When Guillermo Osorno realized that he was gay -- in the late 1970s, when he was still an adolescent -- as far as he could tell, in his world of middle-class Mexico City, homosexuality didn't exist. He didn't know anyone else who was gay, and the idea of a gay community was unfathomable. In 1981, when he was 18, he went to Los Angeles and, along Santa Monica Boulevard, found a pre-AIDS openly queer universe which he describes as "effervescent." When he returned home, determined to find some vestiges of a sympathetic brotherhood, by (as he describes it), walking around the city and "wearing out some shoe leather," he began to discover a more or less clandestine infraworld of like-minded people.
One of the first stops along the journey was a bar called El Nueve, which was on calle Londres in the Zona Rosa between 1978 and 1989. The publishing house Debate has just brought out Osorno's history of El Nueve, called Tengo que morir todas las noches: una crónica de los ochenta, el underground y la cultura gay (I Have to Die Every Night: A Chronicle of the Eighties, the Underground and Gay Culture). In those days El Nueve was not only a gay bar but a cultural center that featured everything from rock concerts to art shows to performances and a film society. Osorno says he saw movies by Fassbinder, Gus Van Sant and Almodóvar there. In those much more repressive days, such films did not get commercial releases.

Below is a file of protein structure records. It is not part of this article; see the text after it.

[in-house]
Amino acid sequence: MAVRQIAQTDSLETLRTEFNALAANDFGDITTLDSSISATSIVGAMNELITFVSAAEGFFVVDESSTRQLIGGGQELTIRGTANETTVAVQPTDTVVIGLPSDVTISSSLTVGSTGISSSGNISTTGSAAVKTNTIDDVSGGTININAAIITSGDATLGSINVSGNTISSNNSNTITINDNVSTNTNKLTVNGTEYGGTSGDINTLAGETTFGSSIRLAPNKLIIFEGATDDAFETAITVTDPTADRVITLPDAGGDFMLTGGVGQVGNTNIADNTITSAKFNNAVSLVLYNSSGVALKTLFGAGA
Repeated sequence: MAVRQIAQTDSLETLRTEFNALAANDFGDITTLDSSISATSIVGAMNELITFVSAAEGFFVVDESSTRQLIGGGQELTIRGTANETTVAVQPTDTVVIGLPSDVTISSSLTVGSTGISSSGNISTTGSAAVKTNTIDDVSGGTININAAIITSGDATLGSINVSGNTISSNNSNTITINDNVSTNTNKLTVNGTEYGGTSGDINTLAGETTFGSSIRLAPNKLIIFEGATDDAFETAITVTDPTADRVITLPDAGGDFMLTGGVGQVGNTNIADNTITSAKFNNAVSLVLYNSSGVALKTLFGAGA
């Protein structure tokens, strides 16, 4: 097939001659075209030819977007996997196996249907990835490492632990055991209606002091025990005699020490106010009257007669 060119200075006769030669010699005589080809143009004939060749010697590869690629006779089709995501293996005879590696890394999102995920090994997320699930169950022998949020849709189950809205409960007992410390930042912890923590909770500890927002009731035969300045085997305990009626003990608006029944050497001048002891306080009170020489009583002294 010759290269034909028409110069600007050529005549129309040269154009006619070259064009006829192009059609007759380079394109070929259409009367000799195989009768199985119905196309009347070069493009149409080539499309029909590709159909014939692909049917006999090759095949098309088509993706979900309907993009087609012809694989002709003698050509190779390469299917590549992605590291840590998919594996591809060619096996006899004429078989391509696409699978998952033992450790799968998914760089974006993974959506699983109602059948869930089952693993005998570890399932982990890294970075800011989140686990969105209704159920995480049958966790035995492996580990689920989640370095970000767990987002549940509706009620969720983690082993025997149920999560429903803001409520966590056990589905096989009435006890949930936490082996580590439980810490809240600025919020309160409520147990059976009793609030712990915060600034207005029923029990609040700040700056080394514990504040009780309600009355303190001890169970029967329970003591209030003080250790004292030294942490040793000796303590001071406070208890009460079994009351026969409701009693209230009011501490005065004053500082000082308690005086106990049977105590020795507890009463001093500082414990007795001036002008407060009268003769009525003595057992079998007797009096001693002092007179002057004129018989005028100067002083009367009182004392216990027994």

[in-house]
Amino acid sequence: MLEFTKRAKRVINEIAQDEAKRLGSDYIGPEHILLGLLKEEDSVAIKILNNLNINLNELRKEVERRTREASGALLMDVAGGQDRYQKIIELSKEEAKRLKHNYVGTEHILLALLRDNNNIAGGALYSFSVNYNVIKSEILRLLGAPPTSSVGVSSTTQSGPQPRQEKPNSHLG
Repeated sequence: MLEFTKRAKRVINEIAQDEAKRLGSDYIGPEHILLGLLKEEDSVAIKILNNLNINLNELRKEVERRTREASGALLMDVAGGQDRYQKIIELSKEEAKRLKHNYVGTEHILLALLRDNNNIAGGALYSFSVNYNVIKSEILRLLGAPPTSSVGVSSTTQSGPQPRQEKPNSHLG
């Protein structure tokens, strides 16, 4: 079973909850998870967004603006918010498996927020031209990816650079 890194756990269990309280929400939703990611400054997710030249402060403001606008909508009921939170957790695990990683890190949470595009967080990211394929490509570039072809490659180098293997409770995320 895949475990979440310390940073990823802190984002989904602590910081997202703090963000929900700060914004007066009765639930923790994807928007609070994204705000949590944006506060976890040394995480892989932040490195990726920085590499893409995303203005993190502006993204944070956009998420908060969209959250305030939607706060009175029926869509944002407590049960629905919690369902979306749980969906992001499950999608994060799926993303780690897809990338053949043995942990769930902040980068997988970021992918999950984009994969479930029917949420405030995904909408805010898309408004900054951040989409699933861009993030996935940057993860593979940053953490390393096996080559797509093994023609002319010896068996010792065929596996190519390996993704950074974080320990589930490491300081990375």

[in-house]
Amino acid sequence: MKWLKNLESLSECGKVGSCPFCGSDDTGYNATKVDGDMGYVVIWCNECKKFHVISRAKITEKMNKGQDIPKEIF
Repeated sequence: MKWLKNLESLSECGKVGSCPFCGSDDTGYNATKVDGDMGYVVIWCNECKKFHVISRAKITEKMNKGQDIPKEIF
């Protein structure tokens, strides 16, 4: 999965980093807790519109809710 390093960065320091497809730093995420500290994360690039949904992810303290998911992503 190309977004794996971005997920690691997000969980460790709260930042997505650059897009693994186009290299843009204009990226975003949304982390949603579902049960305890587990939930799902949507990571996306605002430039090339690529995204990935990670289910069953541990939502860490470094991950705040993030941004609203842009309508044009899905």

Osorno only writes about himself in the prologue and epilogue of the book, but in a sense, in writing about gay culture in Mexico in the last 30 years, he is writing his autobiography. It is almost unfathomable to consider that, a brief 25 years ago, most gays and lesbians in Mexico City lived in the closet. Gay bars were commonly raided by the police and their patrons were shaken down for extortion money by the very same cops. In the early 90s, gays and AIDS activists were often victims of violence. Today, thanks to legislation fomented by former Mexico City mayor Marcelo Ebrard, same-sex marriage is legal in the city and, at least in certain neighborhoods, seeing same-sex couples holding hands or kissing in the street is completely ordinary.
"The last sentence of the book," says Osorno (who was my boss when I wrote and edited for Revista DF between 2003 and 2006), "is 'we've gained something and we've lost something.'" The gains -- acceptance and legislation -- are perhaps obvious. The author thinks that gay people have lost a sense of living in a covert and unique culture in the city, a sense of being special and glamorous. He is not trying to take a stance on which is better and which is worse. He just thinks it's remarkable that, in what in historical terms is just the blink of an eye, things have changed so remarkably.